A president who was the son of a president, John Quincy Adams’ career in many repects paralleled that of his father. Born in Braintree, Massachusetts, on July 11, 1767, he watched the Battle of Bunker Hill from a hill above the family farm. As secretary to his father in Europe, he became an accomplished linguist and assiduous diarist.

After graduating from Harvard College, he became a lawyer. At age 35 he was elected to the Senate. Six years later President Madison appointed him minister to Russia. Serving under President Monroe, Adams was one of the great secretaries of state. He arranged with England for the joint occupation of the Oregon country, obtained the cession of the Floridas from Spain and formulated, with the president, the Monroe Doctrine.

Traditionally, secretaries of state were considered the political heirs to the presidency. But by 1824 the old ways of choosing a president were giving in to the clamor for a popular choice. Within the only party – Republican – sectionalism was developing. Each section put up its own candidate for president. No candidate won a majority of electoral votes, so the election was decided by the House of Representatives. Henry Clay, who favored a program similar to that of Adams, threw his support to the New Englander.

President Adams appointed Clay as secretary of state. Andrew Jackson and his angry followers charged that a “corrupt bargain” had taken place and immediately began their campaign to take the presidency from Adams. Aware that he would face hostility, Adams proclaimed in his first annual message a spectacular national program. He proposed that the Federal Government bring the sections together with highways and canals, and that it develop and conserve the public domain, using funds from the sale of public lands. In 1828, he broke ground for the 185-mile C & 0 Canal. Adams also established a national university, financed scientific expeditions and erected an observatory. His critics declared such measures transcended constitutional limitations.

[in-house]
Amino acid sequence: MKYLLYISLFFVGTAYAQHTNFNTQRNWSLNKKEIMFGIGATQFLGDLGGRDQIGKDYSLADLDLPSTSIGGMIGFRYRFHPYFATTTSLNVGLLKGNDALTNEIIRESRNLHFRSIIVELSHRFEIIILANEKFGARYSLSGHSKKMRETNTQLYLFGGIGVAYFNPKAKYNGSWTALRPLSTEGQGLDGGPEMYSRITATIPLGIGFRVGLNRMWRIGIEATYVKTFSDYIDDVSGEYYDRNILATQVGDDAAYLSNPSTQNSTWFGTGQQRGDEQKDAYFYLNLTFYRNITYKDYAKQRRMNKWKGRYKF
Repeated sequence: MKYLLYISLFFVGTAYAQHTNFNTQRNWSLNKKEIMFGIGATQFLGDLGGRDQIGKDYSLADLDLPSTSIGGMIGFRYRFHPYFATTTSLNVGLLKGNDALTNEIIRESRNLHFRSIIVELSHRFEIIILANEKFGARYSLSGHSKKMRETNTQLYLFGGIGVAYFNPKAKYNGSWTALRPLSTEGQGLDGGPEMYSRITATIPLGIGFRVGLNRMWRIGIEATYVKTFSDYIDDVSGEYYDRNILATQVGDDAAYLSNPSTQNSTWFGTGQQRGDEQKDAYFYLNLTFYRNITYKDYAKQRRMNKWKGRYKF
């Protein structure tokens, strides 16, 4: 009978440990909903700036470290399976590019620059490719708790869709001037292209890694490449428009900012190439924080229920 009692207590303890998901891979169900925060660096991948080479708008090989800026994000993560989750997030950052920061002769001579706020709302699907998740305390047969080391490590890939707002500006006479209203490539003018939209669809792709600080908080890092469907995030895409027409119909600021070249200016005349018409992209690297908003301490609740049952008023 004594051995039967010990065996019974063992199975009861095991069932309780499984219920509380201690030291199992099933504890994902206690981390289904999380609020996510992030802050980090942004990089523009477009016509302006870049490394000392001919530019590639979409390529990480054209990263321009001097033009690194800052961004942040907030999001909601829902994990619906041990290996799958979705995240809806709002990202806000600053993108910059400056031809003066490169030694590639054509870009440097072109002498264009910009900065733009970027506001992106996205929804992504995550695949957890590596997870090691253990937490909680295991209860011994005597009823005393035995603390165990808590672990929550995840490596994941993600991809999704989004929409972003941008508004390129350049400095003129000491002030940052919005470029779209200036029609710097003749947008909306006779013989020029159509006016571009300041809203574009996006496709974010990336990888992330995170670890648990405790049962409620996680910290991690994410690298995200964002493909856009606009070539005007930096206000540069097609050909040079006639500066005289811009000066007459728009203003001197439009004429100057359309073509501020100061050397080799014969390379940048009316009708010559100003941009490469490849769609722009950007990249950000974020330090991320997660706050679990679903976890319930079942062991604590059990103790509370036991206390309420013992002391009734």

In the campaign of 1828, his opponents charged him with corruption and public plunder. Adams went home to Massachusetts after his defeat. In 1830, his district elected him to the House of Representatives where, above all, he fought against circumscription of civil liberties. In 1836 southern congressmen passed a “gag rule” providing that the House automatically table petitions against slavery. Adams tirelessly fought the rule for eight years until finally he obtained its repeal.

In 1848, he collapsed on the floor of the House from a stroke. He soon died. To the end, “Old Man Eloquent” had fought for what he considered right.

Permission granted to re-post by The White House Historical Association